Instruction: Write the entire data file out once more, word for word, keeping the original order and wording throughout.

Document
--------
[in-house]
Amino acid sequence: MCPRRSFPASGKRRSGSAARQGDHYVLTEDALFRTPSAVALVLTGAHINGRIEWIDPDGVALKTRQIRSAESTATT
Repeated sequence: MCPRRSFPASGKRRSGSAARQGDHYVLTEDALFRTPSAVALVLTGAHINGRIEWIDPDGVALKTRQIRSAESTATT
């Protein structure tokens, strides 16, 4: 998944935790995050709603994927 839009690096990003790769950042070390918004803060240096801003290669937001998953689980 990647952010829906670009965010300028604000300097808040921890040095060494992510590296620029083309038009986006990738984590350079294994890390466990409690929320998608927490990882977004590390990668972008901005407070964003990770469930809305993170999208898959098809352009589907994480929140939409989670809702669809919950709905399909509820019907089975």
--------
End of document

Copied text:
[in-house]
Amino acid sequence: MCPRRSFPASGKRRSGSAARQGDHYVLTEDALFRTPSAVALVLTGAHINGRIEWIDPDGVALKTRQIRSAESTATT
Repeated sequence: MCPRRSFPASGKRRSGSAARQGDHYVLTEDALFRTPSAVALVLTGAHINGRIEWIDPDGVALKTRQIRSAESTATT
């Protein structure tokens, strides 16, 4: 998944935790995050709603994927 839009690096990003790769950042070390918004803060240096801003290669937001998953689980 990647952010829906670009965010300028604000300097808040921890040095060494992510590296620029083309038009986006990738984590350079294994890390466990409690929320998608927490990882977004590390990668972008901005407070964003990770469930809305993170999208898959098809352009589907994480929140939409989670809702669809919950709905399909509820019907089975």